:lol: That is a big problem indeed, and is actually a very good reason for favoring an xml approach: to provide a customization mechanism for people not familiar with programming. As you said, I also think it will not be a problem to eventually provide such an interface on top, so you end up with two layers: a limited interface based on static xml setups, and a full interface in Nasal for the adventurous.

All in all, from your post, I extract one bold conclusion: there is a need for a library of properly programmed modules in Nasal so contributors don't need to do all by themselves. Those modules might be either bindings to objects implementing complex functionality in the C++ core, or other Nasal modules engineered on purpose for reuse.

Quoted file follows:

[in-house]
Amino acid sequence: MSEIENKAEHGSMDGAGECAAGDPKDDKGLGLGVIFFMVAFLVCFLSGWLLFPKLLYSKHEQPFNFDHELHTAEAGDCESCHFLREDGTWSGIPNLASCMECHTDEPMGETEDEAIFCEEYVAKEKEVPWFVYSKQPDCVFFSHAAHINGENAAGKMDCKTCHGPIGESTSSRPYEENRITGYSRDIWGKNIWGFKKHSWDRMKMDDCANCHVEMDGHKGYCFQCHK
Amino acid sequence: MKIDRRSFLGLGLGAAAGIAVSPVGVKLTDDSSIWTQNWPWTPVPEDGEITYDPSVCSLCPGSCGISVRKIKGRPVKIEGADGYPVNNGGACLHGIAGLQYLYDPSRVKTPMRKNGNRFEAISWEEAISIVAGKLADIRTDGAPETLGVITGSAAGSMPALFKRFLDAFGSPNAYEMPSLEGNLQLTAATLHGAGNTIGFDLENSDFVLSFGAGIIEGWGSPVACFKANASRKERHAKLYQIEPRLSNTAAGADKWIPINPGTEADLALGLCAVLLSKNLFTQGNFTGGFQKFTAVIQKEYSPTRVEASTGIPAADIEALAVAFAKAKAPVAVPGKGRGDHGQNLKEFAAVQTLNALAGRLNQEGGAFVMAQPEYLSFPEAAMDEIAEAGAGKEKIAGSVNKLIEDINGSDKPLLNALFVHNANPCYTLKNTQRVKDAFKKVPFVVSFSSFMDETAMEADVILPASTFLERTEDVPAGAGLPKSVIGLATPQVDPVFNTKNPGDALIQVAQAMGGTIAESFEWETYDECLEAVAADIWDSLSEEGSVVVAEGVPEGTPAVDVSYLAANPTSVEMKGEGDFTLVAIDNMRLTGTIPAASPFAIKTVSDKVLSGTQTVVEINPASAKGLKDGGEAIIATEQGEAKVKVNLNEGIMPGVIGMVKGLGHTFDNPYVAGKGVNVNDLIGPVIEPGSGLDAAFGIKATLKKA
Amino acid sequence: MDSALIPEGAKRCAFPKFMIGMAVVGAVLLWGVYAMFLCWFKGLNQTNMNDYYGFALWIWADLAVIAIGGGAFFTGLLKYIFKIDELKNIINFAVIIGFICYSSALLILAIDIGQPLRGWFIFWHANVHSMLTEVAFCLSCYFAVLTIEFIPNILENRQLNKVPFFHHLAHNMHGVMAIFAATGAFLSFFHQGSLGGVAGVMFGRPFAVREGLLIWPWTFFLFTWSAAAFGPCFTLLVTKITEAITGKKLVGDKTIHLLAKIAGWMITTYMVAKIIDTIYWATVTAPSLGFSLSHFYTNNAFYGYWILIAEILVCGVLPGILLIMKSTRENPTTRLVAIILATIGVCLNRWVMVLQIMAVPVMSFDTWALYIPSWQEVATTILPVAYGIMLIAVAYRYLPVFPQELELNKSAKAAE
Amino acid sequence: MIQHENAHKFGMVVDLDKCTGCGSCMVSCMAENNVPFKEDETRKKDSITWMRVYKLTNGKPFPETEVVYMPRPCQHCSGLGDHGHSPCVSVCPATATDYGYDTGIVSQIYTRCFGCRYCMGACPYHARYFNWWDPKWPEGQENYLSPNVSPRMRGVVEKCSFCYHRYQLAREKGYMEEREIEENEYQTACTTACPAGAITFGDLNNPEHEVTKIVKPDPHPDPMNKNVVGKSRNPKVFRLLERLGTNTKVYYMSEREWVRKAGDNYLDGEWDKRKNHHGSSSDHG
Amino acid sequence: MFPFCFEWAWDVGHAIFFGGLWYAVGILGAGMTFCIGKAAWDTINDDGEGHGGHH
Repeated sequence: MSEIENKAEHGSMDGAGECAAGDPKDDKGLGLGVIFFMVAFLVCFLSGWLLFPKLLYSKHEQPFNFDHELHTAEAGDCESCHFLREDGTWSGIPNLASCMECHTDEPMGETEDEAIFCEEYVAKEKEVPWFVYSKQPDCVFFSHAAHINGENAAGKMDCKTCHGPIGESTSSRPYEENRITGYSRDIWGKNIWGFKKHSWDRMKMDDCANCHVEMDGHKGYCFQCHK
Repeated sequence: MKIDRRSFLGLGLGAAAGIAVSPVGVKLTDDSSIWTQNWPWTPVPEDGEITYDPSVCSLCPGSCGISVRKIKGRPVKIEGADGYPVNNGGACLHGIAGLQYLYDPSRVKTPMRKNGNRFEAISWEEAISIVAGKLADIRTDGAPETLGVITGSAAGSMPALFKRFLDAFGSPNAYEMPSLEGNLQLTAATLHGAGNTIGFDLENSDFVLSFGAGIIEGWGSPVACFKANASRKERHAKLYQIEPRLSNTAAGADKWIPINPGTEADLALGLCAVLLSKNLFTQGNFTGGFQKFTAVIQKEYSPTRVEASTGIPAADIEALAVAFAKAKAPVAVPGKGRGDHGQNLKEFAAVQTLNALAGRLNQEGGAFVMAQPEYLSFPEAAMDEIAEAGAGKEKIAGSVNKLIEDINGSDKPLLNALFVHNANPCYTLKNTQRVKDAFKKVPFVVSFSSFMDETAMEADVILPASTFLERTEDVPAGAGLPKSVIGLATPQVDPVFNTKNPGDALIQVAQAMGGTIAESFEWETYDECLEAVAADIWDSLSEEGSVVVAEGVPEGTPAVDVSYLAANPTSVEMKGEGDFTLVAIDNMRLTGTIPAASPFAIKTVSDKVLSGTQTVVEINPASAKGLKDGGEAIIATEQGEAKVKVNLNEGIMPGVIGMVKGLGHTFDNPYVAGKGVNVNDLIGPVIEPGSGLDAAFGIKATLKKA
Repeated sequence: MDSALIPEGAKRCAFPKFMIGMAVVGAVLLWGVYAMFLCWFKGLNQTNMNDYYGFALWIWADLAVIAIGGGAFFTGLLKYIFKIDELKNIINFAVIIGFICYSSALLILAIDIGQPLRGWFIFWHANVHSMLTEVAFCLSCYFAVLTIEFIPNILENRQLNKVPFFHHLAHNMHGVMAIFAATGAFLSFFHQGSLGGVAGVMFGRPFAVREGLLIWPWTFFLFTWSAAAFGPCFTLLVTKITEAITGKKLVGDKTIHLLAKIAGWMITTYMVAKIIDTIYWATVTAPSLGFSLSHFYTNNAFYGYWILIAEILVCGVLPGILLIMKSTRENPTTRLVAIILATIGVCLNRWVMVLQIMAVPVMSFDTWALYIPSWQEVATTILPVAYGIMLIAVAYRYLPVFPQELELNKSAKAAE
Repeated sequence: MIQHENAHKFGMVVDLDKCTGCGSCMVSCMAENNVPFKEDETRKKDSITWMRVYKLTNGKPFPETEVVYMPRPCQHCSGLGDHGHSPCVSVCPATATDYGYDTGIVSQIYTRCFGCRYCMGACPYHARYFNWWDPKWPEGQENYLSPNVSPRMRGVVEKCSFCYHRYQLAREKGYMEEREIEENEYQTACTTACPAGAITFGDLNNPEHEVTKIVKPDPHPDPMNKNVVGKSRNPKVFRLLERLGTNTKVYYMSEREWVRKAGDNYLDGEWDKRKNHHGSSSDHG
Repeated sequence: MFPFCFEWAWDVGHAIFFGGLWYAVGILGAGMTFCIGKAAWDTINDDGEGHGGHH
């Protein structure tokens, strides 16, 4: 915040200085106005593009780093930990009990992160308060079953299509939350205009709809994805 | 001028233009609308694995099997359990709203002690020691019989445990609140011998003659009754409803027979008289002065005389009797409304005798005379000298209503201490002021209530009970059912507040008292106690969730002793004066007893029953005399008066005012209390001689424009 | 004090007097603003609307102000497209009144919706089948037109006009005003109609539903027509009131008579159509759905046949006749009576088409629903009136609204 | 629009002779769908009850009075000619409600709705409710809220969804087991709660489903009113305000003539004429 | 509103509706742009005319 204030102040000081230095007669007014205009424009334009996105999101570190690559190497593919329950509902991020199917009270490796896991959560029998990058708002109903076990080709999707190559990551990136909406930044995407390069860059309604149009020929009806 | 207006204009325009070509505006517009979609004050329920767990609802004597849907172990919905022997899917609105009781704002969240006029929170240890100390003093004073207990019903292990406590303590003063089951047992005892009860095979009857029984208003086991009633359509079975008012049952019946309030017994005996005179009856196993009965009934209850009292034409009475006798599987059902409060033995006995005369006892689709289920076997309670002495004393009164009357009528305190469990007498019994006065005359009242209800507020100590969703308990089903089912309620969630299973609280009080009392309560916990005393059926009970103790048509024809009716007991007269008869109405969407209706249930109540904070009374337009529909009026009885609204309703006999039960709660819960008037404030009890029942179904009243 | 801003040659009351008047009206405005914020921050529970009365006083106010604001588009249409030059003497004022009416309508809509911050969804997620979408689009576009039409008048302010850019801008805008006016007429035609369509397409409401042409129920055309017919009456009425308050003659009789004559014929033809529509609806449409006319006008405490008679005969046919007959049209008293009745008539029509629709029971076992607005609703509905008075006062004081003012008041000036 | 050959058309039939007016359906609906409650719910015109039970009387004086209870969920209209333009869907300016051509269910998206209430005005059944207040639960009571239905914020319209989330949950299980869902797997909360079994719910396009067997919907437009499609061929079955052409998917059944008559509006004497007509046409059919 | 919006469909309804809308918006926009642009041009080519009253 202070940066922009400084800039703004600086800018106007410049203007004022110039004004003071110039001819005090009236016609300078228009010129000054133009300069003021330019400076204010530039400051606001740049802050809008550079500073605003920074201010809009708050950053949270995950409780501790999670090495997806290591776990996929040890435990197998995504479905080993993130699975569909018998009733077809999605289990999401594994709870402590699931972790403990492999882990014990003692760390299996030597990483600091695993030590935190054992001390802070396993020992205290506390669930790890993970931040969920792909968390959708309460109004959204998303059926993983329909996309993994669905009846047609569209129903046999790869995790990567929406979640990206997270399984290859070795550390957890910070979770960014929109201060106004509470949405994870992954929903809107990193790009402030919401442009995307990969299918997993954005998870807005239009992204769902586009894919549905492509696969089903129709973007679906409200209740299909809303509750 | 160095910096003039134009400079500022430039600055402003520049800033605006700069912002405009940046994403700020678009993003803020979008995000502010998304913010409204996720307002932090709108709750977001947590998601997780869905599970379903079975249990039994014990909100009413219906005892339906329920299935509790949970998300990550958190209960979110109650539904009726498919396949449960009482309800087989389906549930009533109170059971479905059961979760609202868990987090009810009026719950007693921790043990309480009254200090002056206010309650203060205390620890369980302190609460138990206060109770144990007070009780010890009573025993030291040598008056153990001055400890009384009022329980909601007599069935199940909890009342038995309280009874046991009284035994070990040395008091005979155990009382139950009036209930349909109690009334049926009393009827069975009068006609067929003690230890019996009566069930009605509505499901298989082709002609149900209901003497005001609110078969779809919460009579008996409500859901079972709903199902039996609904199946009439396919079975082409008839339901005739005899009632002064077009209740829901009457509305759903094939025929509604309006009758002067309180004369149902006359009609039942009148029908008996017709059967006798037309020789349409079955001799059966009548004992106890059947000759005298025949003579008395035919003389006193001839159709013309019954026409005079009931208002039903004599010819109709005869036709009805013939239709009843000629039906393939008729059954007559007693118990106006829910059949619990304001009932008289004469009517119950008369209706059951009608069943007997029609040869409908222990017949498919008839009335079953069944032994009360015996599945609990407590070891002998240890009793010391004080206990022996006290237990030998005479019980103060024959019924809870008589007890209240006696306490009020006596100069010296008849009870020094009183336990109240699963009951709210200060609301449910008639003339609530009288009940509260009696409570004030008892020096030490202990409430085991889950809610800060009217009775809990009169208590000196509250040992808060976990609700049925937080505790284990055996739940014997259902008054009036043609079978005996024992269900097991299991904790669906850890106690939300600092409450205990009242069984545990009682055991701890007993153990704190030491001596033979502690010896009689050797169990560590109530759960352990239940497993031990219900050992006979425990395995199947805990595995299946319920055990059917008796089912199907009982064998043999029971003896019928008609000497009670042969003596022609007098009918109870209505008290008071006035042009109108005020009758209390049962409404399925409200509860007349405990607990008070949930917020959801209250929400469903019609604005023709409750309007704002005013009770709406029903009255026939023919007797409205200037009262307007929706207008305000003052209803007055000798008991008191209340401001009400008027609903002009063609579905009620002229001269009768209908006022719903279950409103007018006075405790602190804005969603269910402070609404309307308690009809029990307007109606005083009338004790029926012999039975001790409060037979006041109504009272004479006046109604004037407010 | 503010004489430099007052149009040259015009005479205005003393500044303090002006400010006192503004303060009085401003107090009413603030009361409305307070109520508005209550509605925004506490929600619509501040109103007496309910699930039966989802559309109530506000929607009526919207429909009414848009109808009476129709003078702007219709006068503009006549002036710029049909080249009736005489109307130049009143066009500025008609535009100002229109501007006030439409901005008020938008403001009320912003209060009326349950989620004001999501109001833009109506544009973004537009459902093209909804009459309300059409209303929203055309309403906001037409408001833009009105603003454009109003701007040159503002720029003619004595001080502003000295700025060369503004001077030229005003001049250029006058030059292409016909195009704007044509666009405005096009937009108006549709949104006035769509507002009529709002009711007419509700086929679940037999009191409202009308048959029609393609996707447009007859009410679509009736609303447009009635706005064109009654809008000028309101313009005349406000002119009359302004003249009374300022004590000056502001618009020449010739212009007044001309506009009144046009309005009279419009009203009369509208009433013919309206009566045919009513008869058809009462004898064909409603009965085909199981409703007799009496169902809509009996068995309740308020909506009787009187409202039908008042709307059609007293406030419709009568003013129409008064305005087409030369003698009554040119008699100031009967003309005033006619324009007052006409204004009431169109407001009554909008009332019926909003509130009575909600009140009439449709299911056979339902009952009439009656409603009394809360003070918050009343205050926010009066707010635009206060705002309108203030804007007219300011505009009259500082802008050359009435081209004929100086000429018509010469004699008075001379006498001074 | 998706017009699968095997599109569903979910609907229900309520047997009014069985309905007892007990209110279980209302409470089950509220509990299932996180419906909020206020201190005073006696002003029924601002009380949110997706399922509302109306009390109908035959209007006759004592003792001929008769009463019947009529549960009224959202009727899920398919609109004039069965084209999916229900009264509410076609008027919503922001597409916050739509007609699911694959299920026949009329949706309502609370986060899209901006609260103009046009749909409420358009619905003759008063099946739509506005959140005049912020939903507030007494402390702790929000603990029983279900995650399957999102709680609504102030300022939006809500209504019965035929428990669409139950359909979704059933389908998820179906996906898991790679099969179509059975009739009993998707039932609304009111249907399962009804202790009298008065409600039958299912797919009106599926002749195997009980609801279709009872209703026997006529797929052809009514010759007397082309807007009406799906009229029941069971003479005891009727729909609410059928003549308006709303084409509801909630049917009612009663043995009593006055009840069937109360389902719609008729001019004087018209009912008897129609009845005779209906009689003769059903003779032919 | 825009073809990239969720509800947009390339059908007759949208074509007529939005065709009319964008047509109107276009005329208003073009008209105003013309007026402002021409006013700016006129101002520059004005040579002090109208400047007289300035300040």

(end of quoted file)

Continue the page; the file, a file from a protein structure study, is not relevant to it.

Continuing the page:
Meanwhile, I continue to explore the modeling possibilities of what we have already. This snippet implements basically the same static system that is currently hardcoded in C++. This time, I include a basic failure mode for completeness.

Code: Select all
var probe = PropertyReader.new("/environment/pressure-inhg");
var pressure = Dampener.new(
    input: probe,
    dampenig: 1,
    on_update: update_prop("/systems/static/pressure-inhg"));
   
var static_system = UpdateLoop.new(
    components: [probe, pressure]);

setlistener("/systems/static/serviceable",
    func (prop) { probe.scale = prop.getValue()? 1 : 0 });


EDIT: posted before finished..
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Re: A general approach to systems modeling in Nasal